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  1. #31
    Johnson_F's Avatar
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    Default Re: get married with/ get married to

    Quote Originally Posted by MiaCulpa View Post
    Perhaps, but I refer you to the original question. "As far as I know in AE it [the Present Perfect] is very often, if not always, replaced by Past Simple." My hyperbole and my bug-eyed emoticon friend were supposed to convey bemusement that my countrymen and I were being so infamously characterized. (Ooops, there goes that hyperbole again).
    The person who wrote that was not claiming authority; they wrote, as you quoted, 'as far as I know'. They also wrote, 'I would appreciate if someone (a native) can answer these questions; I'm really interested in such differences.' The claim that this is infamous characterisation of your countrymen is indeed hyperbolic.

  2. #32
    MiaCulpa is offline Newbie
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    Default Re: get married with/ get married to

    Quote Originally Posted by Johnson_F View Post
    The person who wrote that was not claiming authority; they wrote, as you quoted, 'as far as I know'. They also wrote, 'I would appreciate if someone (a native) can answer these questions; I'm really interested in such differences.' The claim that this is infamous characterisation of your countrymen is indeed hyperbolic.
    Oops. I see what all the fuss is about. I thought I was still posting in the "Weird US English" thread when I first gave my response. I apologize sincerely to the original asker of the question for my flippancy and to those whom I may have perturbed with my inappropriate and mistaken attempt at humor in an "Ask the Teacher" thread.

  3. #33
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    Default Re: get married with/ get married to

    Quote Originally Posted by MiaCulpa View Post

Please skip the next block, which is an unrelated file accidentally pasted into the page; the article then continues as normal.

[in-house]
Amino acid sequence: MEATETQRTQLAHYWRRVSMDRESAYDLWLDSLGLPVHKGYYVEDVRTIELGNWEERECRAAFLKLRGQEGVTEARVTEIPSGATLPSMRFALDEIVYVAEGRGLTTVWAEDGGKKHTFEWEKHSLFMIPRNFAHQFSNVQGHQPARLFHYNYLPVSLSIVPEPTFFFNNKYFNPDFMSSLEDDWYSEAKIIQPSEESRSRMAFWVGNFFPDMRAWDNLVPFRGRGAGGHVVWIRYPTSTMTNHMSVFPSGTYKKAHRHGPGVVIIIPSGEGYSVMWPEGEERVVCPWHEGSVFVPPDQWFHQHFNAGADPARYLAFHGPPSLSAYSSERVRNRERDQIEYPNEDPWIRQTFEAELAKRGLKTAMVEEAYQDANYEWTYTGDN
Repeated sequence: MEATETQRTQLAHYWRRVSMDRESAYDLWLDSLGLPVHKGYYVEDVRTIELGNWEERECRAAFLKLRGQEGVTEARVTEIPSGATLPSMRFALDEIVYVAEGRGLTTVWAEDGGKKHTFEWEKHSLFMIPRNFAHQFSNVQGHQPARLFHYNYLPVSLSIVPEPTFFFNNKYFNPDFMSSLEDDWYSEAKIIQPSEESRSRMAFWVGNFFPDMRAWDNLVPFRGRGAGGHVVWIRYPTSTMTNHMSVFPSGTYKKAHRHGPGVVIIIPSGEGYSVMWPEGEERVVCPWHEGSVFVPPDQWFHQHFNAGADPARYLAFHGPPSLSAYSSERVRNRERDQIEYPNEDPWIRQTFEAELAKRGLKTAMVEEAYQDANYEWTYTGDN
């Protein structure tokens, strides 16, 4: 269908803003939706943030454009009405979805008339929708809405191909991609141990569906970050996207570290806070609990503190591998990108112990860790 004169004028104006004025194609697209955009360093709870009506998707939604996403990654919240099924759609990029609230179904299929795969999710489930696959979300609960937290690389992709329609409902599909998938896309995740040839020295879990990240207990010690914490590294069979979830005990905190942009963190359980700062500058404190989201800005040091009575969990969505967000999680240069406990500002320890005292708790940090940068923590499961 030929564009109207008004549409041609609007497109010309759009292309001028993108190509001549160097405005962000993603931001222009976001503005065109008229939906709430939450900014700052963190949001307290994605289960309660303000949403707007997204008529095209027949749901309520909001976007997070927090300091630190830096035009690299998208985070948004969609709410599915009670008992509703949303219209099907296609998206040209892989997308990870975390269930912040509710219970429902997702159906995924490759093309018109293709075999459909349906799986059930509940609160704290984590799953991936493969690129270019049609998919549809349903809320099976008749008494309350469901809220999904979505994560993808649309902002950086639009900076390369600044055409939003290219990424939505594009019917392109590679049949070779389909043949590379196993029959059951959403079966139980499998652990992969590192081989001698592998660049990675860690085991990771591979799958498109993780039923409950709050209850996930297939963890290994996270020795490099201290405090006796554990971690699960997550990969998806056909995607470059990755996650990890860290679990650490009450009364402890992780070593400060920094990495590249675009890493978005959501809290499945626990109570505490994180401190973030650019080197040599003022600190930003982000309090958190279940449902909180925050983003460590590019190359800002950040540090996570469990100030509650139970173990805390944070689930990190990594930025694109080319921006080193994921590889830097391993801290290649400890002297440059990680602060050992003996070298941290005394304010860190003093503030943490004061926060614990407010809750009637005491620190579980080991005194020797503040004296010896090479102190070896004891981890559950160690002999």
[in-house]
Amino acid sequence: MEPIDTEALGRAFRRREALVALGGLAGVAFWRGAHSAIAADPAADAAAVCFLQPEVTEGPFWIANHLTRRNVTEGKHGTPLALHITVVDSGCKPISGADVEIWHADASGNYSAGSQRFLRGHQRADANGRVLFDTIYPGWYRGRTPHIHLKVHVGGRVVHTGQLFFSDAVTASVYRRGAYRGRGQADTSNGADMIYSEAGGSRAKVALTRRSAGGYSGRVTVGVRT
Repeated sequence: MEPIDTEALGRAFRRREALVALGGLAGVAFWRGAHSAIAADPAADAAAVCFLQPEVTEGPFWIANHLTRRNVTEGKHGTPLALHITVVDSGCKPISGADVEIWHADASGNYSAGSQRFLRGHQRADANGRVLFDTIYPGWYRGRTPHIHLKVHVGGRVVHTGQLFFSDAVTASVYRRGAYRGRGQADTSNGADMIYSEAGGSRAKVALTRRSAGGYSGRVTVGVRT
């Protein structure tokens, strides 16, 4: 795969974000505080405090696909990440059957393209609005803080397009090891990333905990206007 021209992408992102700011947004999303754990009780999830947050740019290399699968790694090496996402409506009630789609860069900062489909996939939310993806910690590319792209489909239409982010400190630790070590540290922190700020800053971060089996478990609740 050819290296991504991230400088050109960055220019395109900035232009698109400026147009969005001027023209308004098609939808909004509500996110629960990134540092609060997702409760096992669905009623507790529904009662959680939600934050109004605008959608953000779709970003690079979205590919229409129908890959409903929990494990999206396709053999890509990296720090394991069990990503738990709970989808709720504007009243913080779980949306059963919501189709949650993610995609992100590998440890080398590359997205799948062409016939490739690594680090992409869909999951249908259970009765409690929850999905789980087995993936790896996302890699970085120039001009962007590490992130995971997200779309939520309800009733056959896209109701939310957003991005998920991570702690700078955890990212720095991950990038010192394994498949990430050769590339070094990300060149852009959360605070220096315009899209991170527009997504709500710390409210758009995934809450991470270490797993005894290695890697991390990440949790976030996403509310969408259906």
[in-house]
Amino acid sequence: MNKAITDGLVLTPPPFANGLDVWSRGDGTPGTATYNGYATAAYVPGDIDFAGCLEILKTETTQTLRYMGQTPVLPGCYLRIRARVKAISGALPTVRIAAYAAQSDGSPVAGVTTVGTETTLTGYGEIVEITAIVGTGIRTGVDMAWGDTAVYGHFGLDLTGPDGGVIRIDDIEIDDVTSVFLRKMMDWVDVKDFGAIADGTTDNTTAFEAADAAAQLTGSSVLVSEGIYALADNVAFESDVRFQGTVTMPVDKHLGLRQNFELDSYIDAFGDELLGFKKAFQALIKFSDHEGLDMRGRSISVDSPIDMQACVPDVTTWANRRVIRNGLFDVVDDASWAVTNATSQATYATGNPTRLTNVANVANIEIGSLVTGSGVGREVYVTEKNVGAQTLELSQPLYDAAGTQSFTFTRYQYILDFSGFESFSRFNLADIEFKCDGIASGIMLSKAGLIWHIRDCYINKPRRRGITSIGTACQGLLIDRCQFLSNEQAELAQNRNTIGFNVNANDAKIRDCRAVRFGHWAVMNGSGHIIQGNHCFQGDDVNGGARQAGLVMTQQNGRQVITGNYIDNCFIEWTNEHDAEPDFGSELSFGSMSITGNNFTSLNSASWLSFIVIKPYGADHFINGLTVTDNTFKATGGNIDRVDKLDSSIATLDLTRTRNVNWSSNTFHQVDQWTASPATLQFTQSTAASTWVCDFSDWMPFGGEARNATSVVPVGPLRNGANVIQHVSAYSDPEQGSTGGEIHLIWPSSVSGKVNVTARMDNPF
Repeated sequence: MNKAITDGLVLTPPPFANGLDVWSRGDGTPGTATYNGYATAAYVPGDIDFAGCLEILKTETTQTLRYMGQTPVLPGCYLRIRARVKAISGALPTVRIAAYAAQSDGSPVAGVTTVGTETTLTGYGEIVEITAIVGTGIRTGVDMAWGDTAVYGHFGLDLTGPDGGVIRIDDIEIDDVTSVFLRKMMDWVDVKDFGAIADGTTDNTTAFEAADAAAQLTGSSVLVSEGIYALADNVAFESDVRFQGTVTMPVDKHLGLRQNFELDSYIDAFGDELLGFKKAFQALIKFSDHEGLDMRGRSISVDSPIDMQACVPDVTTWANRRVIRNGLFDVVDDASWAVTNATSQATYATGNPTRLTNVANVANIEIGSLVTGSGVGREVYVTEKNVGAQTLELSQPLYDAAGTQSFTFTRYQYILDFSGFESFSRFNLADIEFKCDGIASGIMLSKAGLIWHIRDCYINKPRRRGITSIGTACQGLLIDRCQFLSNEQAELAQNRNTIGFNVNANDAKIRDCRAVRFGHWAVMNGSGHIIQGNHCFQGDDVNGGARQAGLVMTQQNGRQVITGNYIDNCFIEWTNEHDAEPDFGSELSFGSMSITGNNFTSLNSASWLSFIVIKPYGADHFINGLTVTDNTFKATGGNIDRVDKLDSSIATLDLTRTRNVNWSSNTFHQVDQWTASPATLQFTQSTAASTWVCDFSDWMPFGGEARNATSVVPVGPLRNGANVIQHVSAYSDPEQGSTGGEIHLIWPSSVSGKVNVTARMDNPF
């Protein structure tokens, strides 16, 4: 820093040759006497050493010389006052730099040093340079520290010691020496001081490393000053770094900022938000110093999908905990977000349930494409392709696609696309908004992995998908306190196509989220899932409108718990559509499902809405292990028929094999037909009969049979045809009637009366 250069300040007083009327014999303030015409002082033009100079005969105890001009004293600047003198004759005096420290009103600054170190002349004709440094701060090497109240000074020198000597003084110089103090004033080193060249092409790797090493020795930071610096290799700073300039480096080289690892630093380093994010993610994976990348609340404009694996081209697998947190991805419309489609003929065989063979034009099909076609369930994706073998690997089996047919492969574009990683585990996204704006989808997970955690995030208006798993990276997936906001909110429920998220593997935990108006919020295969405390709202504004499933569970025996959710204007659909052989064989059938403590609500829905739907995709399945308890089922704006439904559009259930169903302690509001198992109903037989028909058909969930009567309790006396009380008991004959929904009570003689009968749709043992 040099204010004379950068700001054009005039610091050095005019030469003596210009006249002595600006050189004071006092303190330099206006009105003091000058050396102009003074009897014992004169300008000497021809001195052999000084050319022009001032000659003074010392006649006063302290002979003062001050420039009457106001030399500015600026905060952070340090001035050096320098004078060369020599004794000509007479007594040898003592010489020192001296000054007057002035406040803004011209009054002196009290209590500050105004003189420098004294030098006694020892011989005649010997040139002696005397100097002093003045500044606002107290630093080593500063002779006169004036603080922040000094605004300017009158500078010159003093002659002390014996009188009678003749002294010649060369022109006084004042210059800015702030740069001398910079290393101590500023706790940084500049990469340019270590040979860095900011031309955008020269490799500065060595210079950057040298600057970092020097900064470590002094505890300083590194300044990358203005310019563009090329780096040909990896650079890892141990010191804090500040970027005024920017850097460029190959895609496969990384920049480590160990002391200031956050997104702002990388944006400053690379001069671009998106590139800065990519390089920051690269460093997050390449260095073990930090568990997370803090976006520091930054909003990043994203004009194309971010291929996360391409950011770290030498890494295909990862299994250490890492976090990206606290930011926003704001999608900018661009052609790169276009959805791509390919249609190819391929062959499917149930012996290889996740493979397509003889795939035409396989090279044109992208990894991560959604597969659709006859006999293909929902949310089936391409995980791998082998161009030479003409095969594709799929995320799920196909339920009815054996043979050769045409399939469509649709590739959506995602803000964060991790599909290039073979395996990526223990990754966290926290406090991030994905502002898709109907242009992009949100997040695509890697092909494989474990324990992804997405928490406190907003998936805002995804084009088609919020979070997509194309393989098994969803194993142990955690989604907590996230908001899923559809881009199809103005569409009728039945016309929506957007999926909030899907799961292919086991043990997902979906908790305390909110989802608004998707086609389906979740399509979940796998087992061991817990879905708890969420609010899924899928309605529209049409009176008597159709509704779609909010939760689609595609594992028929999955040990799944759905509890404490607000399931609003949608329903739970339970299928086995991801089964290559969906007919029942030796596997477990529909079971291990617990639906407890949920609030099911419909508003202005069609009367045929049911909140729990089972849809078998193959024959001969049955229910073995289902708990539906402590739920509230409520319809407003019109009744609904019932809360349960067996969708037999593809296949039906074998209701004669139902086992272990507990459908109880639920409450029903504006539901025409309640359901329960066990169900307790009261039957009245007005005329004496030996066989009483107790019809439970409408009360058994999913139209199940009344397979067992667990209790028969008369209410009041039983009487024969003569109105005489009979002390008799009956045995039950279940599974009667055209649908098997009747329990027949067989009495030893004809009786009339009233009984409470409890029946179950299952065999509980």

Oops. I see what all the fuss is about. I thought I was still posting in the "Weird US English" thread when I first gave my response. I apologize sincerely to the original asker of the question for my flippancy and to those whom I may have perturbed with my inappropriate and mistaken attempt at humor in an "Ask the Teacher" thread.
    Don't worry about it. I feel no need to apologise for my denseness in not noticing that it was an attempt at humour, so you certainly don't have to feel guilty about my densesness. The threads are a better place for humour, even if it doesn't always work for some. Carry on, please.

  4. #34
    ssian is offline Newbie
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    Default Re: get married with/ get married to

    What about get married 'off'

  5. #35
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    Default Re: get married with/ get married to

    Quote Originally Posted by ssian View Post
    What about get married 'off'
    Not in the sense we are discussing.

    The earl only managed to marry off his younger daughter by promising a huge dowry.
    Last edited by 5jj; 16-Dec-2010 at 09:18. Reason: additional info supplied

  6. #36
    Tan Elaine is offline Key Member
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    Default Re: get married with/ get married to

    Quote Originally Posted by Johnson_F View Post
    For you, perhaps. For me, and for many speakers of BrE, 'talk (verb) with' is not very natural.